The researchers didn't stop there (we're still on the first page of the paper!) The next step was to compare the human data to the much more specific set of mouse data (more specific because we do all sorts of enlightening but gruesome experiments on mice that we are not able to do on humans) From that they were able to find specific sets of genes related to actual cellular morphology linked to certain, especially important "enriched" phenotypes. The enriched phenotypes, associated with lots of neuronal functioning and disease, include components of known very important signaling mechanisms (the NMDA receptor and associated proteins, for example).

Next the human neural coding sequences were compared with various primates and mice using the dN/dS ratio. This data analysis compares the differences in specific samples (the post-synaptic neuron genes from human and chimpanzees, for example) to the expected (average) rate of genetic change over time. Humans and mice diverged 90 million years ago, yet the post-synaptic neuronal genetic dN/dS ratio was "very significantly" less than the variation between the entire human and mouse genome (we're talking a p value of 10 to the -148). Human neuronal genes were, not surprisingly, also very significantly similar to the primate genes studied compared to the whole human and various primate genomes (with similarly minuscule and thus highly significant p values). Mice and rats diverged 20 million years ago from each other, and their post-synaptic genes are also much more similar than you would expect to each other. All this means that the forces of evolution have conserved these important genes over millions of years, meaning they had better work just so, or your offspring won't survive.

The scientists also compared the conservation of these post-synaptic genes to the genes of other areas of the brain (which are also highly conserved), and found the post-synaptic genes were more conserved than the other brain sets, and also more conserved than other genes for basic cellular components (such as the endoplasmic reticulum, the mitochondria, and the nucleus). Highly interconnected "hub" proteins were also more conserved than other post-synaptic genes, showing that the structure of the synapse seems to mediate the evolutionary conservation of the gene sequences involved.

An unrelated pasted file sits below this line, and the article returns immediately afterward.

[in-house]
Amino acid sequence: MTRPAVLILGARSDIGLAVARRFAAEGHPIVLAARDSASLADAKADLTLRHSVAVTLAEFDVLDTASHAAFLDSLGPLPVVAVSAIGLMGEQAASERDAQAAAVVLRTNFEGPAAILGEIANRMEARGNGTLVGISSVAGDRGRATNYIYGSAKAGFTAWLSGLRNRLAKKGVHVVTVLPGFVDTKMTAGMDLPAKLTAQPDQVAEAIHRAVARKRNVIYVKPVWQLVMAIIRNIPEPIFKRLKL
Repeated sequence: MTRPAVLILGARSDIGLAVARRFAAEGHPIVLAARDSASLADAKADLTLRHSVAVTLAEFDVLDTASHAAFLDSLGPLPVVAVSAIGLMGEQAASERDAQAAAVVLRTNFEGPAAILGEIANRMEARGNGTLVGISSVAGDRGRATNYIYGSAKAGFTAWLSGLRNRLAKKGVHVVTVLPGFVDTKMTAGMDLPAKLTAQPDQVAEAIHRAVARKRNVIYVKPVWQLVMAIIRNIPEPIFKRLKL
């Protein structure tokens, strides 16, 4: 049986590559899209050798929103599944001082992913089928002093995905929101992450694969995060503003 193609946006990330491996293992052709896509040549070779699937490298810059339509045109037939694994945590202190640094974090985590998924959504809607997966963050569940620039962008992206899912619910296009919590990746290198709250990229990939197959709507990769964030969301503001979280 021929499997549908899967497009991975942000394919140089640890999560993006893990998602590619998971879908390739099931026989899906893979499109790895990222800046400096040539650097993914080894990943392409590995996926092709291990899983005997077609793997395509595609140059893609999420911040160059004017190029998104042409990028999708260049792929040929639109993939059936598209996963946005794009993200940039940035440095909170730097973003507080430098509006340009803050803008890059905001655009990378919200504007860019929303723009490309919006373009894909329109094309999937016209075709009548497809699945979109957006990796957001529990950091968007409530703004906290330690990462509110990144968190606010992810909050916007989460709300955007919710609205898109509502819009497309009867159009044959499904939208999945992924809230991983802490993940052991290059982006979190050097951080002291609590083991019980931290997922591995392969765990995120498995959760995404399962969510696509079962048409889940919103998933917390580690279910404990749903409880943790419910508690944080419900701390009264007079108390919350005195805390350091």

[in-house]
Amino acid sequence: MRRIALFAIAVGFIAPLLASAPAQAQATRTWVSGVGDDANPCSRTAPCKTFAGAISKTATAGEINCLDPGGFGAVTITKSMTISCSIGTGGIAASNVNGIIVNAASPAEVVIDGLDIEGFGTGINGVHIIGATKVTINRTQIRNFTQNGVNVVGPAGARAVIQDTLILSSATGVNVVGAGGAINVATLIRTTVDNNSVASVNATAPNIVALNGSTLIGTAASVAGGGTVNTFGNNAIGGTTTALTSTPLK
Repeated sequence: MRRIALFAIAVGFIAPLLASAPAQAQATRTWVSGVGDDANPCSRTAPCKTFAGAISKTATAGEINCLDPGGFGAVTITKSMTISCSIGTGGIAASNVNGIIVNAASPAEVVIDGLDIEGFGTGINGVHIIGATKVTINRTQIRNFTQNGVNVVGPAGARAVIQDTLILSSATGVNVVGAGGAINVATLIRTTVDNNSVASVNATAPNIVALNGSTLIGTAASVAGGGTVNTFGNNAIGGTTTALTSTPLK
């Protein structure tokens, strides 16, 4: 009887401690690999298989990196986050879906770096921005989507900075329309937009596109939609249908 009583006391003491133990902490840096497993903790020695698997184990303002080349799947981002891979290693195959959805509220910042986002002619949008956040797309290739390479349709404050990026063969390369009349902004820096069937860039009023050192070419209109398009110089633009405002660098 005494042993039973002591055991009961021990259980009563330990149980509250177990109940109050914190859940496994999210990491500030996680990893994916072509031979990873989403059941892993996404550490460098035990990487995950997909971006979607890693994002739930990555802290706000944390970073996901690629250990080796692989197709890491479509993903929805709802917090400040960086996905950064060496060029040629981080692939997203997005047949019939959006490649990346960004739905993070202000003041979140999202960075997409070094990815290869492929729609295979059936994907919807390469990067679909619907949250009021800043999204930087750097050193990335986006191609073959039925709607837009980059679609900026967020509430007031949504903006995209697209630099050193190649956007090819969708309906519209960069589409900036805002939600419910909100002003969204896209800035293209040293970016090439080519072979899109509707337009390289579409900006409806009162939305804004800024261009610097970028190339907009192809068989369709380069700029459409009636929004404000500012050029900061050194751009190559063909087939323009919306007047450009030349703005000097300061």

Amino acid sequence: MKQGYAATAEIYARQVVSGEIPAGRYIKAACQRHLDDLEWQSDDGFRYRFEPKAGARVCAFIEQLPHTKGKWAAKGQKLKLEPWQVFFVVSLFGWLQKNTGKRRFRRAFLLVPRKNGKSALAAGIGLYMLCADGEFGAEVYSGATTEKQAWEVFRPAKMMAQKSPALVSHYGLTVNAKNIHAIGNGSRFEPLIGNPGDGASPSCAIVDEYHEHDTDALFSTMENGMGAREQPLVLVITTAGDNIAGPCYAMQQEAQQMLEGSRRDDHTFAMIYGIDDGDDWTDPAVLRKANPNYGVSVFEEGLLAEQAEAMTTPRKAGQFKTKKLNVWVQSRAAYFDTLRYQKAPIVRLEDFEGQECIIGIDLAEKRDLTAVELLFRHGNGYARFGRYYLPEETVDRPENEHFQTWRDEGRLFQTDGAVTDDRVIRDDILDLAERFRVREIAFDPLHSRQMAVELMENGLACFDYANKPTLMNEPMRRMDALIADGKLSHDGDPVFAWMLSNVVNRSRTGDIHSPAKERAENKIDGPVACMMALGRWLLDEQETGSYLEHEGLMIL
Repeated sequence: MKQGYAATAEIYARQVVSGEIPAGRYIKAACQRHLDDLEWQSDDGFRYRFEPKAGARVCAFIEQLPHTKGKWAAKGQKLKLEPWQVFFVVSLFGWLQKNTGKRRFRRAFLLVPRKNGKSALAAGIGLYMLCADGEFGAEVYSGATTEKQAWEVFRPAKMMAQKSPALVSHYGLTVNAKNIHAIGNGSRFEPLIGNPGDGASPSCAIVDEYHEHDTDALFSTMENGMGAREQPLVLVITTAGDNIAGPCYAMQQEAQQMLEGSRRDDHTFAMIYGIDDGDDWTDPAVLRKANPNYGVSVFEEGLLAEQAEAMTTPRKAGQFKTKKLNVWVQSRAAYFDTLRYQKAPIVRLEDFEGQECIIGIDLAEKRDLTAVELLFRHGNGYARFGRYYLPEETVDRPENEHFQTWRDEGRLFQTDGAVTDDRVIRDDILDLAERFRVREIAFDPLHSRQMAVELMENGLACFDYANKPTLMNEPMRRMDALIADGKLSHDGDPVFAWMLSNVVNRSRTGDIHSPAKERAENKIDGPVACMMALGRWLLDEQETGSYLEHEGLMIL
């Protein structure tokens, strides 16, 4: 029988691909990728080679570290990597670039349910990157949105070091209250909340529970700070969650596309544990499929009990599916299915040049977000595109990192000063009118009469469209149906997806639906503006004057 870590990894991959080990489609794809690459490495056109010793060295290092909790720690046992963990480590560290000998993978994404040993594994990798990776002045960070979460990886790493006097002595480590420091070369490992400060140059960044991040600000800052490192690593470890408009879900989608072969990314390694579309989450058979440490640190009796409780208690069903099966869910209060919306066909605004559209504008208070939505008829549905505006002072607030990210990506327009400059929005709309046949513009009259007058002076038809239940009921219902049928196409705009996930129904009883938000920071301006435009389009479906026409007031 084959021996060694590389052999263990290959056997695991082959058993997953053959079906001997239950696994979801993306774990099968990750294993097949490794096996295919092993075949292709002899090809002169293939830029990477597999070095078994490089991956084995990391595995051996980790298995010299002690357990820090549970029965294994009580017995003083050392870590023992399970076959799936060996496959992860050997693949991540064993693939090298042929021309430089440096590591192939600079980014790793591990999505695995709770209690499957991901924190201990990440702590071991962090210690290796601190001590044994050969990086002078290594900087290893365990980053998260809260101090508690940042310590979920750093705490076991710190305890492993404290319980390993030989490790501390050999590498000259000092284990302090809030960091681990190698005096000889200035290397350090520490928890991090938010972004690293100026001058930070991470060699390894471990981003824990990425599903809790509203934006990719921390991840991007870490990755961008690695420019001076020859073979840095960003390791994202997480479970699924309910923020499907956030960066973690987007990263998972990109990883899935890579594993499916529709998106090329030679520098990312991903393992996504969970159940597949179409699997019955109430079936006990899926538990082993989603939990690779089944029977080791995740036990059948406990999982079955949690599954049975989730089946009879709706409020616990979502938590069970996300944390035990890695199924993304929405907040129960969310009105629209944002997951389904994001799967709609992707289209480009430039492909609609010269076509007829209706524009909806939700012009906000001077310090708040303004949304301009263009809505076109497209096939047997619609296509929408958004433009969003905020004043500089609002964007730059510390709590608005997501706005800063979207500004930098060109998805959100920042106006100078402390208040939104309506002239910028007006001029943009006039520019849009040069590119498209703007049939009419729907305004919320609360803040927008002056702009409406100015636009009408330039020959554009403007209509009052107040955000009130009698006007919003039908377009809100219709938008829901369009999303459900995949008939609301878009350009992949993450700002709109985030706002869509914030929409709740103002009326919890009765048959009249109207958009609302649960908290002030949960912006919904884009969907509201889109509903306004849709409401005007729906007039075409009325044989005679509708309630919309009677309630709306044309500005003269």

The human [post-synaptic density sampled for this experiment] has a high degree of molecular complexity, with over 1000 proteins,..combinations of proteins regulate the phenotypes of over 130 brain diseases. It is possible, indeed likely, that the proteins identified represent an overall synaptic parts list, with subsets of synapses containing subsets of these proteins... Our data provide a valuable resource and template for investigating human synapse function and suggest new diagnostic and therapeutic approaches.

I'll say. It might also show us that animal studies involving the synapse might give us fairly accurate information related to humans, especially compared to information obtained from dietary studies or the like. The information from this study is a holiday present to neuroscientists everywhere. And shows us the vast potential of comparing existing databases to new data to create working protein maps of what is actually going on in the synapse or other biologic systems.

Amazing. Nearly miraculous. One way or another, the secrets of our complex brains will eventually be revealed.